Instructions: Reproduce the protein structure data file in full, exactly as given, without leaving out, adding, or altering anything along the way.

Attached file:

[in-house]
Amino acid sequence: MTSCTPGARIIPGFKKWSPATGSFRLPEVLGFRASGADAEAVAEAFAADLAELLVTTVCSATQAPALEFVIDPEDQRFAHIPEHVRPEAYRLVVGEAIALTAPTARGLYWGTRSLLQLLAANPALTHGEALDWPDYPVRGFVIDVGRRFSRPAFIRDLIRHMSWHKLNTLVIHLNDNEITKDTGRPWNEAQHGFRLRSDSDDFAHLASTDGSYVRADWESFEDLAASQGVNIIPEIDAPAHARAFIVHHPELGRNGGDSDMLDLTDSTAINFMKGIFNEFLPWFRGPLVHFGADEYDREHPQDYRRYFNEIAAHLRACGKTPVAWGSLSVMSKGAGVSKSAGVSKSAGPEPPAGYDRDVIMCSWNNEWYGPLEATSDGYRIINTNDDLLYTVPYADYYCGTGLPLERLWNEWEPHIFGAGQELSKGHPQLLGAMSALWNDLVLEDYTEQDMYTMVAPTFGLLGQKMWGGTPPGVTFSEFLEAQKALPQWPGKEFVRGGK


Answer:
[in-house]
Amino acid sequence: MTSCTPGARIIPGFKKWSPATGSFRLPEVLGFRASGADAEAVAEAFAADLAELLVTTVCSATQAPALEFVIDPEDQRFAHIPEHVRPEAYRLVVGEAIALTAPTARGLYWGTRSLLQLLAANPALTHGEALDWPDYPVRGFVIDVGRRFSRPAFIRDLIRHMSWHKLNTLVIHLNDNEITKDTGRPWNEAQHGFRLRSDSDDFAHLASTDGSYVRADWESFEDLAASQGVNIIPEIDAPAHARAFIVHHPELGRNGGDSDMLDLTDSTAINFMKGIFNEFLPWFRGPLVHFGADEYDREHPQDYRRYFNEIAAHLRACGKTPVAWGSLSVMSKGAGVSKSAGVSKSAGPEPPAGYDRDVIMCSWNNEWYGPLEATSDGYRIINTNDDLLYTVPYADYYCGTGLPLERLWNEWEPHIFGAGQELSKGHPQLLGAMSALWNDLVLEDYTEQDMYTMVAPTFGLLGQKMWGGTPPGVTFSEFLEAQKALPQWPGKEFVRGGK